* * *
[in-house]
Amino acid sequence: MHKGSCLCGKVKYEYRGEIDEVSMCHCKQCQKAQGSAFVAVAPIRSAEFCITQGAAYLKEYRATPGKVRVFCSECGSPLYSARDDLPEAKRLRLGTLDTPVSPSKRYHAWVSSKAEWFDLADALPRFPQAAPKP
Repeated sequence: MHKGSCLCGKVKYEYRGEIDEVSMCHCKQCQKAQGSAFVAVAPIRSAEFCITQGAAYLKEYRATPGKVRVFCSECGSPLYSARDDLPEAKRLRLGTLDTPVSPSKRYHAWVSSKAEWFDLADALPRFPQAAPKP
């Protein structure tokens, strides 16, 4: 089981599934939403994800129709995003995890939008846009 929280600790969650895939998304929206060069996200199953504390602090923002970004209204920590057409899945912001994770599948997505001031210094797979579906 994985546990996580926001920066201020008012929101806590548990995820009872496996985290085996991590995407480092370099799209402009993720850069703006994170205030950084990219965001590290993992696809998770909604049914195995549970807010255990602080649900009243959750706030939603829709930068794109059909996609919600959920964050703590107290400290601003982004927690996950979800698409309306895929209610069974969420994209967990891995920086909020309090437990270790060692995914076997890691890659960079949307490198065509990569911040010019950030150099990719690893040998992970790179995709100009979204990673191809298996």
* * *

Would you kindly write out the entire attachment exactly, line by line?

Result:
[in-house]
Amino acid sequence: MHKGSCLCGKVKYEYRGEIDEVSMCHCKQCQKAQGSAFVAVAPIRSAEFCITQGAAYLKEYRATPGKVRVFCSECGSPLYSARDDLPEAKRLRLGTLDTPVSPSKRYHAWVSSKAEWFDLADALPRFPQAAPKP
Repeated sequence: MHKGSCLCGKVKYEYRGEIDEVSMCHCKQCQKAQGSAFVAVAPIRSAEFCITQGAAYLKEYRATPGKVRVFCSECGSPLYSARDDLPEAKRLRLGTLDTPVSPSKRYHAWVSSKAEWFDLADALPRFPQAAPKP
């Protein structure tokens, strides 16, 4: 089981599934939403994800129709995003995890939008846009 929280600790969650895939998304929206060069996200199953504390602090923002970004209204920590057409899945912001994770599948997505001031210094797979579906 994985546990996580926001920066201020008012929101806590548990995820009872496996985290085996991590995407480092370099799209402009993720850069703006994170205030950084990219965001590290993992696809998770909604049914195995549970807010255990602080649900009243959750706030939603829709930068794109059909996609919600959920964050703590107290400290601003982004927690996950979800698409309306895929209610069974969420994209967990891995920086909020309090437990270790060692995914076997890691890659960079949307490198065509990569911040010019950030150099990719690893040998992970790179995709100009979204990673191809298996």